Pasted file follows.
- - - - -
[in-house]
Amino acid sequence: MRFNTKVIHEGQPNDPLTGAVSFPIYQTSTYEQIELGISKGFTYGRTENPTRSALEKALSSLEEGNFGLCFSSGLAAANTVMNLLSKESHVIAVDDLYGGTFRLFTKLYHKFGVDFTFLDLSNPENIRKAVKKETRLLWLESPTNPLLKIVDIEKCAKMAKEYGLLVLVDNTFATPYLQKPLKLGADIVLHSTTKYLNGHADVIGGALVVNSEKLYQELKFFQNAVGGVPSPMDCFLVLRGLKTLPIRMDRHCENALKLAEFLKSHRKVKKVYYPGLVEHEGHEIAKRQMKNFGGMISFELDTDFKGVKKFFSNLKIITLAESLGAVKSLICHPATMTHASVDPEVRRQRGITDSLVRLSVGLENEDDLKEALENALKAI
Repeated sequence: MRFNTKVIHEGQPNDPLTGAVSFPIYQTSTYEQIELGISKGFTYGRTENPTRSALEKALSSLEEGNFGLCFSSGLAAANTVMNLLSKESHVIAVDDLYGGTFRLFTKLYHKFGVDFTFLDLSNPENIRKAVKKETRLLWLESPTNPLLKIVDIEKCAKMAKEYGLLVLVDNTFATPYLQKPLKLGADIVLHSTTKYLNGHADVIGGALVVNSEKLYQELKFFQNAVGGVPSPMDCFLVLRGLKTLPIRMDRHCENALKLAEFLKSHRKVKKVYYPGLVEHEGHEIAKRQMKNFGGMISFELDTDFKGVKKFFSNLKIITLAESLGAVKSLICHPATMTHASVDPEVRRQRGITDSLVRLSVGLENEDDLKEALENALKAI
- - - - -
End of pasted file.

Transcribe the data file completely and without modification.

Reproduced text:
[in-house]
Amino acid sequence: MRFNTKVIHEGQPNDPLTGAVSFPIYQTSTYEQIELGISKGFTYGRTENPTRSALEKALSSLEEGNFGLCFSSGLAAANTVMNLLSKESHVIAVDDLYGGTFRLFTKLYHKFGVDFTFLDLSNPENIRKAVKKETRLLWLESPTNPLLKIVDIEKCAKMAKEYGLLVLVDNTFATPYLQKPLKLGADIVLHSTTKYLNGHADVIGGALVVNSEKLYQELKFFQNAVGGVPSPMDCFLVLRGLKTLPIRMDRHCENALKLAEFLKSHRKVKKVYYPGLVEHEGHEIAKRQMKNFGGMISFELDTDFKGVKKFFSNLKIITLAESLGAVKSLICHPATMTHASVDPEVRRQRGITDSLVRLSVGLENEDDLKEALENALKAI
Repeated sequence: MRFNTKVIHEGQPNDPLTGAVSFPIYQTSTYEQIELGISKGFTYGRTENPTRSALEKALSSLEEGNFGLCFSSGLAAANTVMNLLSKESHVIAVDDLYGGTFRLFTKLYHKFGVDFTFLDLSNPENIRKAVKKETRLLWLESPTNPLLKIVDIEKCAKMAKEYGLLVLVDNTFATPYLQKPLKLGADIVLHSTTKYLNGHADVIGGALVVNSEKLYQELKFFQNAVGGVPSPMDCFLVLRGLKTLPIRMDRHCENALKLAEFLKSHRKVKKVYYPGLVEHEGHEIAKRQMKNFGGMISFELDTDFKGVKKFFSNLKIITLAESLGAVKSLICHPATMTHASVDPEVRRQRGITDSLVRLSVGLENEDDLKEALENALKAI